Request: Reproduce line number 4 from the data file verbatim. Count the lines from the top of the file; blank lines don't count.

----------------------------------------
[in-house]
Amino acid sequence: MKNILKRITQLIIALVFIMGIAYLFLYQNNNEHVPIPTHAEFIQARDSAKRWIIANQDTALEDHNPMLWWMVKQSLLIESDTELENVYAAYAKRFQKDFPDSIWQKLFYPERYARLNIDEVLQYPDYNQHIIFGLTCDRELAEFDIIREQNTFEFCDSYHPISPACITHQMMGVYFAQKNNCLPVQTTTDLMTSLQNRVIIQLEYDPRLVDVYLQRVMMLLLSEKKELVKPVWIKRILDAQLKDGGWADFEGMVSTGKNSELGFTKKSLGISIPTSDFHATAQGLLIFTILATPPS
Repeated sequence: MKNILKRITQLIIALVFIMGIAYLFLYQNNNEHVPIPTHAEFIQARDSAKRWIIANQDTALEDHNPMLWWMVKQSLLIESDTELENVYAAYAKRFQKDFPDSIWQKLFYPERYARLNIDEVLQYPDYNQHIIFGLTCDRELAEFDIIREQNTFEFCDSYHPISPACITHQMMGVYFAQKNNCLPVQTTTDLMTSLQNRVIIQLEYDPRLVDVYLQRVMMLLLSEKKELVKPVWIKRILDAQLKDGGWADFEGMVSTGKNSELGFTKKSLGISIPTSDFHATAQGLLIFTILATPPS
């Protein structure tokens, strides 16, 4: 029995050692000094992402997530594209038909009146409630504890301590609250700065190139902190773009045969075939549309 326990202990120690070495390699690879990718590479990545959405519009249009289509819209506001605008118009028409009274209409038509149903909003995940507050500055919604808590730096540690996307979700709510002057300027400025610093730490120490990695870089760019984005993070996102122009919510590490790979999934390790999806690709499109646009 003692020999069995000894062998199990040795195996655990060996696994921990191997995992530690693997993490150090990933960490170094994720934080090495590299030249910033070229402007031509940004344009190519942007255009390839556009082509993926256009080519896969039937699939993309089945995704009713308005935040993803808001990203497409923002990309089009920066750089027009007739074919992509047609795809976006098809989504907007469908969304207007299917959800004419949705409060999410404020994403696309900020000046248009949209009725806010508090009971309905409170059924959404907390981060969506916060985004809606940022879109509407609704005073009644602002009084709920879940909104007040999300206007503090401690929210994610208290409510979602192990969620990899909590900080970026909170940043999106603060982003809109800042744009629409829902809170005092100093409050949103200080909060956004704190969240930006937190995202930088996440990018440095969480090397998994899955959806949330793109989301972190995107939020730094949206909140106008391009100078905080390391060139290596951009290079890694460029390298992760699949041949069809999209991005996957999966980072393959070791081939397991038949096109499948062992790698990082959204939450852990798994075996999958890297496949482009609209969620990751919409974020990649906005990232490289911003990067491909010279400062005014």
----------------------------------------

């Protein structure tokens, strides 16, 4: 029995050692000094992402997530594209038909009146409630504890301590609250700065190139902190773009045969075939549309 326990202990120690070495390699690879990718590479990545959405519009249009289509819209506001605008118009028409009274209409038509149903909003995940507050500055919604808590730096540690996307979700709510002057300027400025610093730490120490990695870089760019984005993070996102122009919510590490790979999934390790999806690709499109646009 003692020999069995000894062998199990040795195996655990060996696994921990191997995992530690693997993490150090990933960490170094994720934080090495590299030249910033070229402007031509940004344009190519942007255009390839556009082509993926256009080519896969039937699939993309089945995704009713308005935040993803808001990203497409923002990309089009920066750089027009007739074919992509047609795809976006098809989504907007469908969304207007299917959800004419949705409060999410404020994403696309900020000046248009949209009725806010508090009971309905409170059924959404907390981060969506916060985004809606940022879109509407609704005073009644602002009084709920879940909104007040999300206007503090401690929210994610208290409510979602192990969620990899909590900080970026909170940043999106603060982003809109800042744009629409829902809170005092100093409050949103200080909060956004704190969240930006937190995202930088996440990018440095969480090397998994899955959806949330793109989301972190995107939020730094949206909140106008391009100078905080390391060139290596951009290079890694460029390298992760699949041949069809999209991005996957999966980072393959070791081939397991038949096109499948062992790698990082959204939450852990798994075996999958890297496949482009609209969620990751919409974020990649906005990232490289911003990067491909010279400062005014």